The recent occupation of a Sudanese national health lab housing dangerous pathogens like polio shows how quickly political violence can generate “huge biological risk.”
Sudan’s capital Khartoum is currently embroiled in violence related to a struggle for power between its military and paramilitary leaders. One of the groups – currently unidentified – took over the lab as a military base and evicted the technicians. Together with a lack of working generators, this has created a high-biohazard risk situation that the World Health Organization described as “extremely, extremely dangerous.”
This lab in Khartoum is not the only one in a politically unstable region that may be housing dangerous pathogens, and in the process of looking for novel viruses among wildlife, US government-supported programs like PREDICT can contribute to collections of biological samples that may pose a risk to human health.
Though the Khartoum lab was not a PREDICT partner, the current situation raises questions about biosecurity for research done in areas that may be at-risk for violence.
Unfortunately, the possibility of unrest may be overlooked in biosecurity protocols governing the management and storage of biological samples left behind when projects like PREDICT end, according to documents obtained by U.S. Right to Know.
PREDICT was a $200 million, 10-year program funded by USAID whose goal was to find novel viruses before they sparked outbreaks in humans. The program ended in 2019, and was succeeded by DEEP VZN, a 5-year, $125 million project with similar goals.
USAID is reviewing the biosecurity risks of DEEP VZN after receiving appeals to halt the project from the White House National Security Council and the Office of Science and Technology Policy, according to the Washington Post.
The documents obtained by U.S. Right to Know show that the virus hunters trekked through politically unstable areas in pursuit of pandemic-potential pathogens.
As PREDICT concluded in 2019, over 600,000 human and animal samples remained in up to 28 different countries. Many of these countries, such as Ethiopia, Rwanda, the Democratic Republic of Congo, and Cameroon have experienced recent war, political violence or unrest.
An unknown number of these samples could contain live virus. Several PREDICT animal sampling protocols suggest that about half were chemically inactivated. The other half were stored in virus-transport media (VTM), which can preserve a virus until it can be amplified or cultured in a lab.
USAID and U.C. Davis did not respond to questions about whether all viral samples were inactivated or destroyed at the end of the project.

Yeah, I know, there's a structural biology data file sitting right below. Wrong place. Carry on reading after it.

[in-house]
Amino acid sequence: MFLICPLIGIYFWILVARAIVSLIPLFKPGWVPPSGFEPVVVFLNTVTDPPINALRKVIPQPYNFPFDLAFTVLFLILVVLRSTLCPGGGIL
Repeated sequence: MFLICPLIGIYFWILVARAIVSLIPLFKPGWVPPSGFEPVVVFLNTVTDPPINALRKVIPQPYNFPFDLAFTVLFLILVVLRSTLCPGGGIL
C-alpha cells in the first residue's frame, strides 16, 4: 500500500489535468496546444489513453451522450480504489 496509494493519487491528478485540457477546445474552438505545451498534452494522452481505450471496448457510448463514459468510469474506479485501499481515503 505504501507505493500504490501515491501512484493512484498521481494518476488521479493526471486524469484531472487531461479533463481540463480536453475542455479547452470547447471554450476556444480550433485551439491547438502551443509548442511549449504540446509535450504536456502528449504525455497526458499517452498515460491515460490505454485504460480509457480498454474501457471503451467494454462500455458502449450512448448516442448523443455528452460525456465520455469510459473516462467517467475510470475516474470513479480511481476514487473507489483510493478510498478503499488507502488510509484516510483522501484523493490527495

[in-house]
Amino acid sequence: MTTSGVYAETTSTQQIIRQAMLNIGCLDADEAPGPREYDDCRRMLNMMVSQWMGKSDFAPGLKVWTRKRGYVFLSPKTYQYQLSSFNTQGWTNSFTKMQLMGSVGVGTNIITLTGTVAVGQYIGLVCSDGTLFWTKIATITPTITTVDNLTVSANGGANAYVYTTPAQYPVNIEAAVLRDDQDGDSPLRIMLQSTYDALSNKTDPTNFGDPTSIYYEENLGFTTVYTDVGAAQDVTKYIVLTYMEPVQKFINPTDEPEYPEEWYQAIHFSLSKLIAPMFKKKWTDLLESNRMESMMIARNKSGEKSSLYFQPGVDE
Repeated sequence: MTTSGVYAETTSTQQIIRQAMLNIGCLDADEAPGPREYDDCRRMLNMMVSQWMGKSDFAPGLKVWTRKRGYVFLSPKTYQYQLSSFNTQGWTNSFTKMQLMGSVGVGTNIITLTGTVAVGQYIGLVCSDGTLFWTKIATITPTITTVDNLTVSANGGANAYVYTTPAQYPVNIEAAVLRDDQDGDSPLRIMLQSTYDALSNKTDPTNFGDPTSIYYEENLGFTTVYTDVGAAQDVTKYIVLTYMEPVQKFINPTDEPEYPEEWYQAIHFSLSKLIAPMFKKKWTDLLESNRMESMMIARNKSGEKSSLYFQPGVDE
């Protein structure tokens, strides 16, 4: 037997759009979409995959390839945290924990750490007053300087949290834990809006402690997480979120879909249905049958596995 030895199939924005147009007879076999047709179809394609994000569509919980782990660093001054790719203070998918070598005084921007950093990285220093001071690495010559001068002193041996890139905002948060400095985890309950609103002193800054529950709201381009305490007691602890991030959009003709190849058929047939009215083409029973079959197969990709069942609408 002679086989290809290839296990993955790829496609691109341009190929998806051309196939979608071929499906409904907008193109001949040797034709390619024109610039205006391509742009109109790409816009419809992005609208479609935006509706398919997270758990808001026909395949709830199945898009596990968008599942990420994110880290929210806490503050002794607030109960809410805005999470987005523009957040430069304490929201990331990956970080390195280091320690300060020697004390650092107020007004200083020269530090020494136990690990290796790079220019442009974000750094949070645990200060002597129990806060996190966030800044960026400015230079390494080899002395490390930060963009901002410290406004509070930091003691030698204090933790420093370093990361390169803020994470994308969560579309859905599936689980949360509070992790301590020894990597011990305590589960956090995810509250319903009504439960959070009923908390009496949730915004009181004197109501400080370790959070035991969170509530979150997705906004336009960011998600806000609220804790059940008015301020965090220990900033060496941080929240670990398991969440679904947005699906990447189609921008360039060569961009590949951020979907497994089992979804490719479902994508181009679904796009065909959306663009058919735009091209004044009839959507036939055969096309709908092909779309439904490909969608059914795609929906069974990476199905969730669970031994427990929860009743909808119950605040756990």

Some of the viruses detected by PREDICT include Marburg and Ebola, which have fatality rates ranging from 23 to 90 percent. The virulence and pathogenicity of most novel viruses discovered by PREDICT in humans is unknown.
PREDICT planned to “securely and appropriately” store samples in host countries before the project wrapped up. Labs lacking appropriate conditions arranged to transfer their samples to more “secure” locations, and livestock samples in Guinea were going to be destroyed.
Documents suggest that ultra-low temperature freezers containing PREDICT samples were locked “with very limited key access at all times.” However, other methods of securely storing the samples are not described in the documents.
Most of PREDICT’s biosafety protocols do not consider violence or civil unrest. PREDICT’s Emergency Preparedness manual does list “coup, riot, political uprising” as a potential hazard. Instead of providing specific guidelines, the manual states that “field teams should reach a consensus on appropriate measures to take and plan accordingly.”
A semi-annual 2018 PREDICT report shows that conflicts in several countries interfered with PREDICT’s work, and underscores the biohazard risk that they can pose.
In Ethiopia, widespread political unrest hampered viral surveillance efforts.
“Significant political turmoil and instability in the country, with pockets of civil unrest have made travel and accessing project sites difficult for the team, yet they have managed to continue to sample wildlife,” the report reads.
In Sierra Leone, safety concerns surrounding national and district elections restricted field work, and may have contributed to delaying the public announcement of a newly discovered ebolavirus.
The report states that a region in Tanzania was “affected by a constant influx of refugees (some of them armed) from DR Congo and Burundi” as well as smuggling. This generated safety concerns that limited the accessibility of sampling sites.
The report also documented “local violence and civil protests” that restricted virus hunters’ work in Bangladesh following the conviction of a political leader.
According to the report, PREDICT took precautions to ensure the safety of their teams. However, no mention is made regarding the security of biological samples or labs in the event of violence.
“When lab work is conducted in unstable countries, where there is risk of conflict, the security risks are particularly high,” said Lawrence Gostin, a Georgetown University global health law professor, and director of the World Health Organization Collaborating Center on Public Health Law & Human Rights. “Regulators have to account for these increased risks. This would require rigorous consideration of whether laboratory research is safe in unstable countries, and possibly even avoiding such research if the risks can’t be managed appropriately.”
The project proposal for PREDICT’s successor DEEP VZN states that all samples will be inactivated as soon as possible.
The documents reported in this story were obtained from a California Public Records Act request to the University of California at Davis. U.S. Right to Know’s documents related to the origins of Covid-19, risks of gain-of-function research, and biolab safety are posted here.